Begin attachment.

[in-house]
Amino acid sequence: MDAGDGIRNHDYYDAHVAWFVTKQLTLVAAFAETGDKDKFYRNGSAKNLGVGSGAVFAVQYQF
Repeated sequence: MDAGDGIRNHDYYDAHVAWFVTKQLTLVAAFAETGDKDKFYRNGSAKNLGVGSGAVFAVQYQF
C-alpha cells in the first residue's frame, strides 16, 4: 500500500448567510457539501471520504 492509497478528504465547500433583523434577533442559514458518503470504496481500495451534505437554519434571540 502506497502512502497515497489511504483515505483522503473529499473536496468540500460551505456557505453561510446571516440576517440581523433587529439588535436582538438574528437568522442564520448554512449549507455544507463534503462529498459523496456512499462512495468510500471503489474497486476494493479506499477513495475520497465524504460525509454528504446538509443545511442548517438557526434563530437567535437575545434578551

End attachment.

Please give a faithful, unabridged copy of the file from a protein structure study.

[in-house]
Amino acid sequence: MDAGDGIRNHDYYDAHVAWFVTKQLTLVAAFAETGDKDKFYRNGSAKNLGVGSGAVFAVQYQF
Repeated sequence: MDAGDGIRNHDYYDAHVAWFVTKQLTLVAAFAETGDKDKFYRNGSAKNLGVGSGAVFAVQYQF
C-alpha cells in the first residue's frame, strides 16, 4: 500500500448567510457539501471520504 492509497478528504465547500433583523434577533442559514458518503470504496481500495451534505437554519434571540 502506497502512502497515497489511504483515505483522503473529499473536496468540500460551505456557505453561510446571516440576517440581523433587529439588535436582538438574528437568522442564520448554512449549507455544507463534503462529498459523496456512499462512495468510500471503489474497486476494493479506499477513495475520497465524504460525509454528504446538509443545511442548517438557526434563530437567535437575545434578551